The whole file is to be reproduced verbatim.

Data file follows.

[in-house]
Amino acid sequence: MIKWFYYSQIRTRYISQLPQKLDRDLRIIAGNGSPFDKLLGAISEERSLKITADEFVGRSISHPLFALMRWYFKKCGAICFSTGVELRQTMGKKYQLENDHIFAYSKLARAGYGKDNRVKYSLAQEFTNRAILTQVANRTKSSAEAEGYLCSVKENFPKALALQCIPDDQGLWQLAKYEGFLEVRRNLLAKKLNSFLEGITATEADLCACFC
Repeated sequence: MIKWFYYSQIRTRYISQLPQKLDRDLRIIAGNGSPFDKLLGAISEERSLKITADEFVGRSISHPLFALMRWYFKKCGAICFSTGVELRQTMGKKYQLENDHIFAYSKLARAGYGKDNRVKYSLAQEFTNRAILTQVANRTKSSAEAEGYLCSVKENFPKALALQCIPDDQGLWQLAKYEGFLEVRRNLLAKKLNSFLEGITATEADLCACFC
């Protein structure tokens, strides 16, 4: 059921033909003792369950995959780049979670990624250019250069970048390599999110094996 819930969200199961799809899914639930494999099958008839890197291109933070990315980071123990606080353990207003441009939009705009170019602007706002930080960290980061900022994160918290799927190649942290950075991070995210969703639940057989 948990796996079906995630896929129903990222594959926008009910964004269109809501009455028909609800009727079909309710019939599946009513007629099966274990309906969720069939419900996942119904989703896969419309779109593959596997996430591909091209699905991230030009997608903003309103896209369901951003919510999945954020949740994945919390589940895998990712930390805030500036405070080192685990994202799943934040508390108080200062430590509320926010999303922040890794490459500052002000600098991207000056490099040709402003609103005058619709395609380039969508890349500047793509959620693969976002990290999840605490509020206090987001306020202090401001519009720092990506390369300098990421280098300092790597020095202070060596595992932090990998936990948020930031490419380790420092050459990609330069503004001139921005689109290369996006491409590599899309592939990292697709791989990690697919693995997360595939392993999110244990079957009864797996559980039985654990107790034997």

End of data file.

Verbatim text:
[in-house]
Amino acid sequence: MIKWFYYSQIRTRYISQLPQKLDRDLRIIAGNGSPFDKLLGAISEERSLKITADEFVGRSISHPLFALMRWYFKKCGAICFSTGVELRQTMGKKYQLENDHIFAYSKLARAGYGKDNRVKYSLAQEFTNRAILTQVANRTKSSAEAEGYLCSVKENFPKALALQCIPDDQGLWQLAKYEGFLEVRRNLLAKKLNSFLEGITATEADLCACFC
Repeated sequence: MIKWFYYSQIRTRYISQLPQKLDRDLRIIAGNGSPFDKLLGAISEERSLKITADEFVGRSISHPLFALMRWYFKKCGAICFSTGVELRQTMGKKYQLENDHIFAYSKLARAGYGKDNRVKYSLAQEFTNRAILTQVANRTKSSAEAEGYLCSVKENFPKALALQCIPDDQGLWQLAKYEGFLEVRRNLLAKKLNSFLEGITATEADLCACFC
């Protein structure tokens, strides 16, 4: 059921033909003792369950995959780049979670990624250019250069970048390599999110094996 819930969200199961799809899914639930494999099958008839890197291109933070990315980071123990606080353990207003441009939009705009170019602007706002930080960290980061900022994160918290799927190649942290950075991070995210969703639940057989 948990796996079906995630896929129903990222594959926008009910964004269109809501009455028909609800009727079909309710019939599946009513007629099966274990309906969720069939419900996942119904989703896969419309779109593959596997996430591909091209699905991230030009997608903003309103896209369901951003919510999945954020949740994945919390589940895998990712930390805030500036405070080192685990994202799943934040508390108080200062430590509320926010999303922040890794490459500052002000600098991207000056490099040709402003609103005058619709395609380039969508890349500047793509959620693969976002990290999840605490509020206090987001306020202090401001519009720092990506390369300098990421280098300092790597020095202070060596595992932090990998936990948020930031490419380790420092050459990609330069503004001139921005689109290369996006491409590599899309592939990292697709791989990690697919693995997360595939392993999110244990079957009864797996559980039985654990107790034997």